Hundreds of millions of dollars are going unspent for COVID testing in public schools
Despite rising cases and renewed concern over the virus and a new variant, hundreds of millions in dollars has not yet been used.
Only a fraction of federal monies for COVID-19 testing in public schools has been spent in Texas so far. The state has $800 million available to facilitate testing for students and educators, but has used less than $4 million.
Dallas Morning News Education Lab reporter Talia Richman tells Texas Standard that a combination of factors are to blame: a lack of school nurses to administer tests; schools having used their existing backlog of tests; and even parents resistant to testing. But Richman notes schools have to use the funding by the end of the school year or risk losing it.
Listen to the interview with Richman in the audio player above or read the transcript below to learn more about why this money is going unspent and what efforts could help incentivize more schools to use it.
This interview has been edited lightly for clarity.
Let's begin with this federal funding for testing in schools. Am I right that less than $4 million of it has been spent by Texas schools so far?
Talia Richman: So the numbers as of Dec. 7 show that public schools had spent about $3.6 million, while private schools had spent about $128,000. So really, just a fraction of what has been made available to them.
With all of this money, why aren't schools taking advantage?
I wish there was a simple answer. So, in some districts, officials said that they're still working through the logistical hurdles of standing up a testing site and all the paperwork and other kinds of red tape that comes along with using grant money.
Some districts are finding that families are largely uninterested in getting their children tested on campus, or they feel like they can just go to a Walgreens or a CVS or a place in the community that is already doing testing. And, you know, school nurses are already pretty stretched thin by everything that's going on this year, and some districts feel they didn't want to put another burden on those nurses.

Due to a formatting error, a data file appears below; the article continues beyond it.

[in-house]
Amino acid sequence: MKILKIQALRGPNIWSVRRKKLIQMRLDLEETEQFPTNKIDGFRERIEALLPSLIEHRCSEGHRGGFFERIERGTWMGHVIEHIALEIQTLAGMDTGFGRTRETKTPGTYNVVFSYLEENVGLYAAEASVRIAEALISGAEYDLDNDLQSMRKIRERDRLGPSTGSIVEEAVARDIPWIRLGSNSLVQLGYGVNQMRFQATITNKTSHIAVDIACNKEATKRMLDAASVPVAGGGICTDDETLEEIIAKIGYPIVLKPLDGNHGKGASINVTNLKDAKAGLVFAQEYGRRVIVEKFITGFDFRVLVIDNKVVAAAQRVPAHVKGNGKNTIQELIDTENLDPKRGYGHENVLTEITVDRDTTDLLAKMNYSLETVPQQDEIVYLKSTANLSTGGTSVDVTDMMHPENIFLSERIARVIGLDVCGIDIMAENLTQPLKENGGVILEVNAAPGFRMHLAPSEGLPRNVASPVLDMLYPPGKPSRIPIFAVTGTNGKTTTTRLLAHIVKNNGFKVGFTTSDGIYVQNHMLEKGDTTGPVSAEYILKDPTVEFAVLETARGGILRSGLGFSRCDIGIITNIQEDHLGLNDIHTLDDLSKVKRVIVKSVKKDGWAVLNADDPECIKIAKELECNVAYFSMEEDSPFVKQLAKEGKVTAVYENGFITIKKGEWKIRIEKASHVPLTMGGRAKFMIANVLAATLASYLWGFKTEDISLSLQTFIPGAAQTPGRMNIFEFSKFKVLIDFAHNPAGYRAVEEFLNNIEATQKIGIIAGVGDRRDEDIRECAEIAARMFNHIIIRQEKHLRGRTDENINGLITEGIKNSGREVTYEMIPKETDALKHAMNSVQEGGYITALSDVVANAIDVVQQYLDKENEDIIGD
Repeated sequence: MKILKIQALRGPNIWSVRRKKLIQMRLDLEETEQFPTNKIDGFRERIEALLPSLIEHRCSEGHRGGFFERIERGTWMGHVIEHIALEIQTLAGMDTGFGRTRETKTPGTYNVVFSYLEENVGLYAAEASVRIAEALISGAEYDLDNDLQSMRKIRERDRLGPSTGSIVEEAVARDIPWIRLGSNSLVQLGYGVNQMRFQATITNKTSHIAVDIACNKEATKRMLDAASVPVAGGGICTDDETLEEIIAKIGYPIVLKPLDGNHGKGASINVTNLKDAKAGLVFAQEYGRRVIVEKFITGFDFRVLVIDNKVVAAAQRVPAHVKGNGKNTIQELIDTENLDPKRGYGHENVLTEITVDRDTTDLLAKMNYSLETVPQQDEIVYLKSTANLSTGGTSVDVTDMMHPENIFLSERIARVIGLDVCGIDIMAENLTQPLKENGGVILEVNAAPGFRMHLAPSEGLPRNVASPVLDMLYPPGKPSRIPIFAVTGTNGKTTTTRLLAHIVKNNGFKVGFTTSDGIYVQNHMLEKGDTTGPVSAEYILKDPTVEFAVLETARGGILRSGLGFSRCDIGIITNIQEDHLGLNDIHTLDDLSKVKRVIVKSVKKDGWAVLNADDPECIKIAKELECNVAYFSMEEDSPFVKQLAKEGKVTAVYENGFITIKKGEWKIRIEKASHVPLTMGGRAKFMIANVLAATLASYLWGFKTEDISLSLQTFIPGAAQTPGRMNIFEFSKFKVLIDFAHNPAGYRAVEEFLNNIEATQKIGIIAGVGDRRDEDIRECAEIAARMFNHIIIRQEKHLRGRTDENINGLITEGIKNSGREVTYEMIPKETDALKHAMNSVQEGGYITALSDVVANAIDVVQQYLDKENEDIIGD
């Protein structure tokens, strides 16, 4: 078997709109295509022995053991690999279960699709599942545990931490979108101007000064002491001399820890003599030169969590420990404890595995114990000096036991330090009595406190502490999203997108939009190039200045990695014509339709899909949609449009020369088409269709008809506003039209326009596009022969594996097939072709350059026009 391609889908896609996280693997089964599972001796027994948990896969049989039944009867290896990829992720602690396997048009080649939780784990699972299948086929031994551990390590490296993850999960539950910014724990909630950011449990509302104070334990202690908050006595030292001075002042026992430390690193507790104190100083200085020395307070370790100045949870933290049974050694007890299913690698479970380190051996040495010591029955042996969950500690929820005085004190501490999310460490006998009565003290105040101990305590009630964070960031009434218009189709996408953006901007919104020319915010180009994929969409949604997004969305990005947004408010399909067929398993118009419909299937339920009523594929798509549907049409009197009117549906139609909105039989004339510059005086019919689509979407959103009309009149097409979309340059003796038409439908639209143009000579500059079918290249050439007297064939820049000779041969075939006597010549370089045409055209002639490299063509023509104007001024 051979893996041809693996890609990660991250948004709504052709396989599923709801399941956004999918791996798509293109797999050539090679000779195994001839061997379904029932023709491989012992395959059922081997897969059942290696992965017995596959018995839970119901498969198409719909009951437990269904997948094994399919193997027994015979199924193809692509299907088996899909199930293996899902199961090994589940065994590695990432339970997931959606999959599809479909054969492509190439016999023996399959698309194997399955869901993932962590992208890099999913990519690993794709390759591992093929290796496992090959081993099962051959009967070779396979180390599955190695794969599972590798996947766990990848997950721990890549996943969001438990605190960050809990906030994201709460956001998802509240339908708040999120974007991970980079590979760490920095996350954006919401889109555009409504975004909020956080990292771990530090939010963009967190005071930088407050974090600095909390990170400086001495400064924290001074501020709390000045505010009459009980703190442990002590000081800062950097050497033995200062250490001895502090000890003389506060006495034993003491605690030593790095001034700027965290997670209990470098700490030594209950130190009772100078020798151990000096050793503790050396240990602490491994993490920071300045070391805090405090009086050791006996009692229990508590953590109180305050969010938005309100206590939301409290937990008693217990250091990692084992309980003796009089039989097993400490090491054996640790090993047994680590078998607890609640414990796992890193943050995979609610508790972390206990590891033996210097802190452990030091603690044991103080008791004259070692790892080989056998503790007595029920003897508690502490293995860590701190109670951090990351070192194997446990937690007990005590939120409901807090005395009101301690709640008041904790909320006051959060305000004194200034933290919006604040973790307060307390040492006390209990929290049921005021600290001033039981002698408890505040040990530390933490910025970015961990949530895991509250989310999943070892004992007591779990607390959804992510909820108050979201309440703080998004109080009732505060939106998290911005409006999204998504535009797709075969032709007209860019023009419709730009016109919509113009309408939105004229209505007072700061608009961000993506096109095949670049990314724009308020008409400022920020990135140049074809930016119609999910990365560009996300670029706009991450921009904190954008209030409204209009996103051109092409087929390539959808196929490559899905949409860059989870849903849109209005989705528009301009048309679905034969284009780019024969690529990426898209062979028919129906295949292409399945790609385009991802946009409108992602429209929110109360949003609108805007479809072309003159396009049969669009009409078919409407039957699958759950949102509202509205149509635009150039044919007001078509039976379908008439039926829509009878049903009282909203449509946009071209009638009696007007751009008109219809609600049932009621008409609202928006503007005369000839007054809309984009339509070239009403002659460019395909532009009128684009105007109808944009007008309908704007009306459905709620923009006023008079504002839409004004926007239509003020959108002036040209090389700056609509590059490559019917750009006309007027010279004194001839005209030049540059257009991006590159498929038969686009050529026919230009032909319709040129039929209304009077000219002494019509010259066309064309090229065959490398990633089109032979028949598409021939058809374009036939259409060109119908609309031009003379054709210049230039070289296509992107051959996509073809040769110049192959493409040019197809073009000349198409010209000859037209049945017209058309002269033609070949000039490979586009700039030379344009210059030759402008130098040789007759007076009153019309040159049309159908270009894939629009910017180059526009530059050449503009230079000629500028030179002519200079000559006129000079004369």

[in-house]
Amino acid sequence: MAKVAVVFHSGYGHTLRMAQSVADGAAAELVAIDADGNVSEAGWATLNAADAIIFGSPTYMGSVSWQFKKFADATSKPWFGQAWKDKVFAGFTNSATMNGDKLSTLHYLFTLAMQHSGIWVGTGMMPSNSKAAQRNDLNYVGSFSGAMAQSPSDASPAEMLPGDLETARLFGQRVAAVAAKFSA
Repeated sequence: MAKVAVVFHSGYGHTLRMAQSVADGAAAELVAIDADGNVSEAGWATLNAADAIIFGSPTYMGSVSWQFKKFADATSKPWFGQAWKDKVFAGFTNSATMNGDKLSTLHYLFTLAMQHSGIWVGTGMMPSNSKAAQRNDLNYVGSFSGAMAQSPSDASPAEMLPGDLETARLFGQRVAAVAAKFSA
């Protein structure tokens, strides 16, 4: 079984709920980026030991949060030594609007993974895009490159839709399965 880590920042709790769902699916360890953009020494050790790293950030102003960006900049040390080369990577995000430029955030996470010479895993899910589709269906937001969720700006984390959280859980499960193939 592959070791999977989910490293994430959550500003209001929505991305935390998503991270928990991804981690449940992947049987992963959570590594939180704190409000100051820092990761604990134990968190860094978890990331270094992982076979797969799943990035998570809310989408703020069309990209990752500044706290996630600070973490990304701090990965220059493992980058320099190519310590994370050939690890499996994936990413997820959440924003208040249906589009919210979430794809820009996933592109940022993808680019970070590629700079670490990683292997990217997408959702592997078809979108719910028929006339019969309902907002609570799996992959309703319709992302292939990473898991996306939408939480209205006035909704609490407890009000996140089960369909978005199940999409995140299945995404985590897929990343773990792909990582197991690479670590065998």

The state also thinks that school districts are still working through their allotment of rapid tests from last year. So maybe if they have a stockpile of those; they're using those tests instead of using this new federal money. And they also think, you know, hey, there's this pediatric vaccine; maybe the demand for testing is just not as high this year.
You've mentioned that some nurses feel overwhelmed already by what they're having to deal with. Yet if COVID spreads more rapidly in schools, one would think that it could get a whole lot worse if the testing were not done.
The [Centers for Disease Control and Prevention] says that testing can be a really valuable tool in making sure schools stay open because it catches those infections early and allows people to quarantine if they need to, or know that they need to quarantine. So I think that especially with the new variant, schools could be watching and potentially tapping into these funds soon, and "soon" is kind of a keyword because these grant funds expire at the end of the school year. So there's really a pressing need to spend this massive allotment quickly.
And yet do you see any schools stepping up to take advantage of these resources? Is there any issue about them not knowing that these resources are available?
It might be that. I think, there are so many districts in Texas – more than a thousand – that the answers are pretty variable. But I think that there is going to be an additional push from the state to get these funds spent.
Of the $800 million, about $221 million is set aside for a separate grant that can be used both for testing and for other coronavirus prevention strategies, such as vaccine promotion or purchasing portable air filters. So districts actually had until Dec. 9, Thursday, to apply for those grants. So we'll see if that additional push kind of triggers more spending and more use of this money.
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